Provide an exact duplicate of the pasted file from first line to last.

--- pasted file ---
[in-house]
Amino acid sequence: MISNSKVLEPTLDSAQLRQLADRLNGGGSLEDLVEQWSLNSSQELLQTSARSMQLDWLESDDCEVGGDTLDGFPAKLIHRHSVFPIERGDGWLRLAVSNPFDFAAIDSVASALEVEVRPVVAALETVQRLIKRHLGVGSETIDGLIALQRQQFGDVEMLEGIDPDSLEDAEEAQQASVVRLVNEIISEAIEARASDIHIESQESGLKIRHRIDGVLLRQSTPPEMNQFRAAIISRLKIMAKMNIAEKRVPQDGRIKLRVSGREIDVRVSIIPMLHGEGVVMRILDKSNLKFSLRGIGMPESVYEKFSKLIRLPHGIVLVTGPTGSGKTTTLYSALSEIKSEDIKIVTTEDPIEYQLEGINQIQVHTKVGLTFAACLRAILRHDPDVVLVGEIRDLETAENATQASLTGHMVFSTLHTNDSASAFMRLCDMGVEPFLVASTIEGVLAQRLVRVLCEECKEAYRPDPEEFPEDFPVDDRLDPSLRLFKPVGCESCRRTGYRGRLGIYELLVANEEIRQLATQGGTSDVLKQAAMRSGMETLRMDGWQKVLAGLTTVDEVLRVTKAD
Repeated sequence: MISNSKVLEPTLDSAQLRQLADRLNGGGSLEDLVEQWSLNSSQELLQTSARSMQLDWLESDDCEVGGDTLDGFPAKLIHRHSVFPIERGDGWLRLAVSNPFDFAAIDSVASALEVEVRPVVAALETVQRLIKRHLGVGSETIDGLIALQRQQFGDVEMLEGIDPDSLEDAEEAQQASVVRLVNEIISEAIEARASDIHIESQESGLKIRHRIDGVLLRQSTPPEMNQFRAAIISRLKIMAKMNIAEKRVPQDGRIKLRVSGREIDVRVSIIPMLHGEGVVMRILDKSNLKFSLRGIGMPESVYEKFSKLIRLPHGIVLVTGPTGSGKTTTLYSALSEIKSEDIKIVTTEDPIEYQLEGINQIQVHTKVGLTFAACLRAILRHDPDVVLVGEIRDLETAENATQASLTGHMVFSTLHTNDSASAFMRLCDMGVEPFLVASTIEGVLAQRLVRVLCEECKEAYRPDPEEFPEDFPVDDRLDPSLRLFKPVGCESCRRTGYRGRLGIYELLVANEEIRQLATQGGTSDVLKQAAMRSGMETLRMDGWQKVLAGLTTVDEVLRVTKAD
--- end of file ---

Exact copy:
[in-house]
Amino acid sequence: MISNSKVLEPTLDSAQLRQLADRLNGGGSLEDLVEQWSLNSSQELLQTSARSMQLDWLESDDCEVGGDTLDGFPAKLIHRHSVFPIERGDGWLRLAVSNPFDFAAIDSVASALEVEVRPVVAALETVQRLIKRHLGVGSETIDGLIALQRQQFGDVEMLEGIDPDSLEDAEEAQQASVVRLVNEIISEAIEARASDIHIESQESGLKIRHRIDGVLLRQSTPPEMNQFRAAIISRLKIMAKMNIAEKRVPQDGRIKLRVSGREIDVRVSIIPMLHGEGVVMRILDKSNLKFSLRGIGMPESVYEKFSKLIRLPHGIVLVTGPTGSGKTTTLYSALSEIKSEDIKIVTTEDPIEYQLEGINQIQVHTKVGLTFAACLRAILRHDPDVVLVGEIRDLETAENATQASLTGHMVFSTLHTNDSASAFMRLCDMGVEPFLVASTIEGVLAQRLVRVLCEECKEAYRPDPEEFPEDFPVDDRLDPSLRLFKPVGCESCRRTGYRGRLGIYELLVANEEIRQLATQGGTSDVLKQAAMRSGMETLRMDGWQKVLAGLTTVDEVLRVTKAD
Repeated sequence: MISNSKVLEPTLDSAQLRQLADRLNGGGSLEDLVEQWSLNSSQELLQTSARSMQLDWLESDDCEVGGDTLDGFPAKLIHRHSVFPIERGDGWLRLAVSNPFDFAAIDSVASALEVEVRPVVAALETVQRLIKRHLGVGSETIDGLIALQRQQFGDVEMLEGIDPDSLEDAEEAQQASVVRLVNEIISEAIEARASDIHIESQESGLKIRHRIDGVLLRQSTPPEMNQFRAAIISRLKIMAKMNIAEKRVPQDGRIKLRVSGREIDVRVSIIPMLHGEGVVMRILDKSNLKFSLRGIGMPESVYEKFSKLIRLPHGIVLVTGPTGSGKTTTLYSALSEIKSEDIKIVTTEDPIEYQLEGINQIQVHTKVGLTFAACLRAILRHDPDVVLVGEIRDLETAENATQASLTGHMVFSTLHTNDSASAFMRLCDMGVEPFLVASTIEGVLAQRLVRVLCEECKEAYRPDPEEFPEDFPVDDRLDPSLRLFKPVGCESCRRTGYRGRLGIYELLVANEEIRQLATQGGTSDVLKQAAMRSGMETLRMDGWQKVLAGLTTVDEVLRVTKAD